Saturday 10th November 2001
Hinsley Hall, Headingly, Leeds

[Conference report] [Programme]

Conference report from the secretary:

The WIGS one-day conference 2001 was a hugely successful event, for which its organiser, Ingrid Sharp, must be warmly congratulated. Forty-five WIGS members participated, and heard nine stimulating papers on a broad range of themes in a very comfortable venue.

In the first panel, Petra Bagley, Corinna Heipcke and Annette Haberstock gave papers on women's fiction from the late 1990s and 2000, which fitted together thematically in ways which had not been anticipated, and made for an exciting panel. The novels under discussion (including Ich sehe was, was Du nicht siehst, Regenroman, Gier, and Animal Triste) were linked through themes such as male and female sexuality, ways of seeing the world/society, and the relationships of the protagonists to nature. Many participants left this session with new ideas for vacation reading!

The approaches of the second panel to exile studies and National Socialism were more expectedly harmonious. Andrea Hammel set the scene for the other two papers by examining recent approaches to exile studies, and ways in which the particularities of women's experiences are frequently underestimated. Ursula Hudson-Wiedenmann delighted participants with an array of slides demonstrating the constraints placed on the ceramic art of Grete Heymann-Loebenstein once she exchanged Berlin for the workshops of northern England. Stephanie Thompson was unfortunately not able to be present, but her supervisor Caroline Bland presented Stephanie's paper analysing fascinating oral history accounts of female elite education in Nazi Germany.

Although not everyone was able to stay for the afternoon panel, it was still very well attended, and those who left missed out on very interesting papers on the theme of autobiography. Katja Brunkhorst's and Joanne Sayner's papers on twentieth-century themes encouraged us to think about the way in which women's lives are represented, and misrepresented through (auto-)biography; and Jo Tudor encouraged participants to go and seek out late eighteenth-century German Stammbücher by women for themselves, since the quality of embroidery and other art work in them is impossible to reproduce.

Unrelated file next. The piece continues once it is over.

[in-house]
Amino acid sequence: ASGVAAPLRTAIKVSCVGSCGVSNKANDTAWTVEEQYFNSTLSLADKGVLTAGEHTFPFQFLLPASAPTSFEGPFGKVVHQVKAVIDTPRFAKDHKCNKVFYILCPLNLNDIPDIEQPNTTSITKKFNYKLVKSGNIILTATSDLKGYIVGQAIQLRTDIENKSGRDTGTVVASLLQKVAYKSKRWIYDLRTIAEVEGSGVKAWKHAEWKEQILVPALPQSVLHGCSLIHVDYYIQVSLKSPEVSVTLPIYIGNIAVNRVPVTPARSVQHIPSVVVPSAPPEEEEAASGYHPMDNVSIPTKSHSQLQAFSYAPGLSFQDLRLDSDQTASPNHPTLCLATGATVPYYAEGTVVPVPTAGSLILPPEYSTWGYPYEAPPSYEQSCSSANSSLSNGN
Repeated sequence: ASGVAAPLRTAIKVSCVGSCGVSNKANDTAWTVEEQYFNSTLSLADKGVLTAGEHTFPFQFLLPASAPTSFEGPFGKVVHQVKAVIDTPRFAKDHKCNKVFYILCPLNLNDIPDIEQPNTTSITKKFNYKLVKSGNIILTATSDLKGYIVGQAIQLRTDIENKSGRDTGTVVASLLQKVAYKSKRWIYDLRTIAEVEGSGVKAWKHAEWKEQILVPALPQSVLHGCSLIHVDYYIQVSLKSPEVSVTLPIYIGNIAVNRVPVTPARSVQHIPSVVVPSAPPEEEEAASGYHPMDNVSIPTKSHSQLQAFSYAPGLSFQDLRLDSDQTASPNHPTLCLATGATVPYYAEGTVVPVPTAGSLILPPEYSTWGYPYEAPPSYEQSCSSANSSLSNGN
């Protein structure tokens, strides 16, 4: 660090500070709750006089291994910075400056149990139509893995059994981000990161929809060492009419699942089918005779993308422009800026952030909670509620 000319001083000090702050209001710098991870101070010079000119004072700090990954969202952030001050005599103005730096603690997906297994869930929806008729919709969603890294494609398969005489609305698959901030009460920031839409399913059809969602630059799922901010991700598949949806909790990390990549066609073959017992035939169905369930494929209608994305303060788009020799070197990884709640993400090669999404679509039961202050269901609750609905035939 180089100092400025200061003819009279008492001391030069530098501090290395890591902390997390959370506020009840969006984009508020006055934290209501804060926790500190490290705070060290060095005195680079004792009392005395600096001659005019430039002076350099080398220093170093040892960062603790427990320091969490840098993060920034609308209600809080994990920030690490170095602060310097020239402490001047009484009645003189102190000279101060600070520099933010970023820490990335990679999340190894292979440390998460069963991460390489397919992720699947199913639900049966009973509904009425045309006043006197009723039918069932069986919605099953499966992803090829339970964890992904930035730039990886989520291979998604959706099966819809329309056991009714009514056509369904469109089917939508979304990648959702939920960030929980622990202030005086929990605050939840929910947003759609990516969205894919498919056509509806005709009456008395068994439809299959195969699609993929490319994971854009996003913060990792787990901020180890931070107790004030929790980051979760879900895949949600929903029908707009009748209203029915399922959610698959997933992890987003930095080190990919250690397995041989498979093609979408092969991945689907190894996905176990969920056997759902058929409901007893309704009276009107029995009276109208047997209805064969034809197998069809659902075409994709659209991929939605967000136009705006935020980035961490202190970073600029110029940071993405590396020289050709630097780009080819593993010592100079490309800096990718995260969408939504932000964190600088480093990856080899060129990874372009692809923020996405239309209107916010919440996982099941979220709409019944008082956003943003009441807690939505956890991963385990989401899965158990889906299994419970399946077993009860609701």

The WIGS AGM marked the end of Gisela Shaw's term of office as Chair, and she was thanked for all her hard work on behalf of WIGS. Lesley Sharpe (Professor of German at Bristol University) was nominated and unanimously elected as her replacement, and thanked and congratulated for taking the post on! Ursula Hudson-Wiedenmann stood down as Part-timer representative. She too was thanked for all her hard work. No nominations were received to replace her and the post has been left vacant - it may be that there is no longer any call for it.

A report was received from Alison Phipps with news that a manuscript containing papers from the Edinburgh Conference is now complete and the editors are in discussions with a publisher. Georgina Paul, who has recently become an editor of the Women in German Studies Yearbook, encouraged WIGS members to send in articles to this refereed journal at the forefront of feminist criticism. She also introduced the idea of holding a joint WIGS/WiG summer conference: anyone with ideas on this matter, or suggestions of themes, should contact her directly. Finally, Ingrid Sharp was thanked for her hard work in organising the conference.


20th Century Literature

  • Petra Bagley, University of Central Lancashire: From Van Gogh to Vanderbeke via the Provence: An insight into Ich sehe was, was Du nicht siehst (1999)

  • Corinna Heipcke, University of Surrey: Die Geschlechter im Grünen

  • Annette Haberstock, University of Oxford: Die Liebe als Form der Utopiebewältigung: Monika Marons Roman Animal Triste

Experiences of Exile and National Socialism

  • Andrea Hammel, Centre for German-Jewish Studies at the University of Sussex: Is there a need for a feminist approach to Exile Studies?

  • Ursula Hudson, University of Cambridge: Between emancipation and assimilation: Grete Heymann-Loebenstein

  • Stephanie Thompson, University of Sheffield: Weibliche (Elite-)Erziehung im Nationalsozialismus - Geschichte aus der Sicht von ZeitzeugInnen


  • Katja Brunkhorst, University of London: Unopened Christmas Crackers: the Loves of Lou Andreas-Salomé

  • Joanne Sayner, University of Cardiff: Memories of a Survivor - the Publishing History of an Autobiography

  • Jo Tudor, University of Durham: "Hiermit empfiehlt sich Ihre aufrichtige Freundin..." Stammbücher, bürgerlich culture and female friendship in two albums from late 18th century Rostock and Schwerin